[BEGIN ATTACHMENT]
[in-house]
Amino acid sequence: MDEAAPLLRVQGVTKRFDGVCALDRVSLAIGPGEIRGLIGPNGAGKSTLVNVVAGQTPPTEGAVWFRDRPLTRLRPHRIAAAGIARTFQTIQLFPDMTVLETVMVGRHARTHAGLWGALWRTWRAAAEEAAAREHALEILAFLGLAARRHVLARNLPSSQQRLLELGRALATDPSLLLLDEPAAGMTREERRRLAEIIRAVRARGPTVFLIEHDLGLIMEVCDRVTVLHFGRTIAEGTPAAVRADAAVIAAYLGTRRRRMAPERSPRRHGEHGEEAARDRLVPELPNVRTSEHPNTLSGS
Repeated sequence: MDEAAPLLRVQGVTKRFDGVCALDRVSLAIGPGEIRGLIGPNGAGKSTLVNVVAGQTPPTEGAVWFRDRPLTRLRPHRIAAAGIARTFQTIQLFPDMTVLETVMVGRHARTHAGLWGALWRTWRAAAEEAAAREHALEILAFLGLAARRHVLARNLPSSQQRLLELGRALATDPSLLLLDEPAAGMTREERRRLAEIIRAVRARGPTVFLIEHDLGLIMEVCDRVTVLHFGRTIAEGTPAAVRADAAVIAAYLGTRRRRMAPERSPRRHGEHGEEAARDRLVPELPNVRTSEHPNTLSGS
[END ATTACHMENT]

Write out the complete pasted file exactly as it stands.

[in-house]
Amino acid sequence: MDEAAPLLRVQGVTKRFDGVCALDRVSLAIGPGEIRGLIGPNGAGKSTLVNVVAGQTPPTEGAVWFRDRPLTRLRPHRIAAAGIARTFQTIQLFPDMTVLETVMVGRHARTHAGLWGALWRTWRAAAEEAAAREHALEILAFLGLAARRHVLARNLPSSQQRLLELGRALATDPSLLLLDEPAAGMTREERRRLAEIIRAVRARGPTVFLIEHDLGLIMEVCDRVTVLHFGRTIAEGTPAAVRADAAVIAAYLGTRRRRMAPERSPRRHGEHGEEAARDRLVPELPNVRTSEHPNTLSGS
Repeated sequence: MDEAAPLLRVQGVTKRFDGVCALDRVSLAIGPGEIRGLIGPNGAGKSTLVNVVAGQTPPTEGAVWFRDRPLTRLRPHRIAAAGIARTFQTIQLFPDMTVLETVMVGRHARTHAGLWGALWRTWRAAAEEAAAREHALEILAFLGLAARRHVLARNLPSSQQRLLELGRALATDPSLLLLDEPAAGMTREERRRLAEIIRAVRARGPTVFLIEHDLGLIMEVCDRVTVLHFGRTIAEGTPAAVRADAAVIAAYLGTRRRRMAPERSPRRHGEHGEEAARDRLVPELPNVRTSEHPNTLSGS